I once saw a newspaper caption stating "This chain-link fence was no match for the rising flood waters." This was precisely the image invoked this week with the release of the RuneScape 3 beta and the associated gimmick Jagex attempted to pull off. We had been told previously that Premiere Club members, along with a handful of other members (to be selected later) would be granted access to the beta. That's all fine and I don't see any issue with it—after all, early access to betas was even promised when the Premiere Club was marketed early this year. Except for one little kink: all beta testers would be subject to a nondisclosure agreement (NDA).
Firstly, what does that mean? I doubt most players even understand that phrase (although the rate may be slightly higher among beta participants). In short, the implications are that players may not post images, discuss the beta, or anything related to it outside of a game. Apparently Jagex's aim is to suppress information about the beta and HTML5 to a small group of players, and then gather feedback from them. What are we going to do next, prevent free players from talking to members? (Want to talk to your P2P friends? Buy membership!)
I can understand creating a forum exclusive to people with access (and it is my understanding that they have done so). But to me, Jagex's reasoning seems vague, and the whole concept ridiculous. How would you enforce an NDA among a very large number of people? Why is it that, after posting every update and every stage of beta across not only their website but various social media sites, that they would suddenly lock everything up? They even went so far as to issue (later revoked) bans for it, perhaps before coming to their senses a couple hours later.
What are possible motivations? I can only speculate, but there are several possibilities:
1. Profit motive. This sounds a lot more eloquent than "cash grab," but either way I guess it could be possible. Should the nondisclosure agreement be obeyed by all players and well-enforced, there won't be any pictures or information floating around the internet. Searches will (ideally) lead to fansites explaining the existence and meaning of the NDA. Other players will become curious and inquire about accessing the beta. They might even log in and find out it was only for P2P members who happened to receive an invitation after signing up. Eventually, Jagex will open it to all members, as they've mentioned in newsposts, and these players will buy membership to gain access. Yet this still leaves some issues unsolved, i.e., why wouldn't players buy membership in any case if they wanted to play beta?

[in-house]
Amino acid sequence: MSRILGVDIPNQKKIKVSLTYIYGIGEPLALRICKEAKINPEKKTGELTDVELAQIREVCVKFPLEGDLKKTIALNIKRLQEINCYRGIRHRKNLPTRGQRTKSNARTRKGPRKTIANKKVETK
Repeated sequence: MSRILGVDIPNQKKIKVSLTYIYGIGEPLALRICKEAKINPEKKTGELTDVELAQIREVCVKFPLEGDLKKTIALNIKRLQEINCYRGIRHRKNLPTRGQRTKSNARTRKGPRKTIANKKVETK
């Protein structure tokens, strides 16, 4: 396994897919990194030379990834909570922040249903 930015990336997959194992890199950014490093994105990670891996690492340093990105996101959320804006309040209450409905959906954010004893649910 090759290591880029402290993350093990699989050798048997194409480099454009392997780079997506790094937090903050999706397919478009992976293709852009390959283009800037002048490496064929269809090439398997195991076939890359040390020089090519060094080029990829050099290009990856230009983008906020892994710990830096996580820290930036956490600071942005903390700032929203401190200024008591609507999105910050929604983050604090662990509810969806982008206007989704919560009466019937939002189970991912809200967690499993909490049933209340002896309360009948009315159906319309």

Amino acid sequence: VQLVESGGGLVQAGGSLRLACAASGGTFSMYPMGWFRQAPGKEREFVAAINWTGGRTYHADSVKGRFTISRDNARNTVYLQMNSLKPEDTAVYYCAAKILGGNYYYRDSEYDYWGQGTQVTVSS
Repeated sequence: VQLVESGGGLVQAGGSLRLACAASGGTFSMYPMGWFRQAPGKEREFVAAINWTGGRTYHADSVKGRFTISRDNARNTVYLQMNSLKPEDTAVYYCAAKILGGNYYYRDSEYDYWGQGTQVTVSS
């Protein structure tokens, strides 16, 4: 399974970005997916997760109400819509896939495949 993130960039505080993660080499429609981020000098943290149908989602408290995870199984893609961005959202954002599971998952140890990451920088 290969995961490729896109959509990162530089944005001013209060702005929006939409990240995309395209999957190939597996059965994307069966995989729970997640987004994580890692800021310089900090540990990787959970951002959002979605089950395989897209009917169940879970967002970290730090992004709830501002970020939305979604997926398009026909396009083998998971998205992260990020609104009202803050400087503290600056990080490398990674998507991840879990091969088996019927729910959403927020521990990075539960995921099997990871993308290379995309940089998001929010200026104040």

2. Trying to preserve intellectual property. Another theory is that Jagex didn't want any information about the beta released so that no one could copy it. In case you're not aware, there are illegal "copies" of RuneScape floating around on private servers. Maybe by preventing fansites from sharing all the details, the hope was that private servers would not have a head start on trying to imitate the code and make their own version as quickly. But still, with potentially tens of thousands of players and private servers with websites where they could share pictures or information anyway, this doesn't seem to be it.
3. Camouflaging poor performance. This is perhaps the most likely possibility. Now that the NDA has been lifted, I am allowed to say that the beta runs rife with FPS and lag issues. As a matter of fact, on the front page they have more or less admitted that it is an early beta and that those sorts of issues will exist. Black screening every ten minutes and failure for the client to show you which world you were even on in clan chat are undesirable things and not something you would want advertised. As just one example, many clan ranks have the potential to disappear and some people even appear to be on the wrong world or a nonexistent one!
Whatever the reason (although particularly in the case of the third), it was a silly idea from the get-go. If Jagex needed more time for the beta to be released in a better form, it should either have been delayed or they shouldn't have set as strict a timetable in the first place. In realistic terms, there's difficulty even controlling the behavior of players while they're playing RuneScape. Just look how many players are allegedly doubling money or running similar scams. What made them think they could try to contain tens of thousands of players from whispering one word among themselves on forums, even with cooperation from major fansites?
I'm not angry that the beta (which I can't play) isn't fully functional now, but I would hope that Jagex takes their time developing it and smoothing it out before forcing the rest of us to play a large update to the game that we never even had the opportunity to see prior to update. Given the amount of unhappiness generated with the Evolution of Combat and ends still being tidied up from releasing it, essentially in Jagex's own words, before it was ready, what do you think will happen if an update that cuts FPS and general performance will do?
Honesty is the best policy, even if players will be a little disappointed that the full update will not come until a little later. And with that in mind and the hope that Jagex will do that from here on in, let's get back to testing and hopefully improving RS3.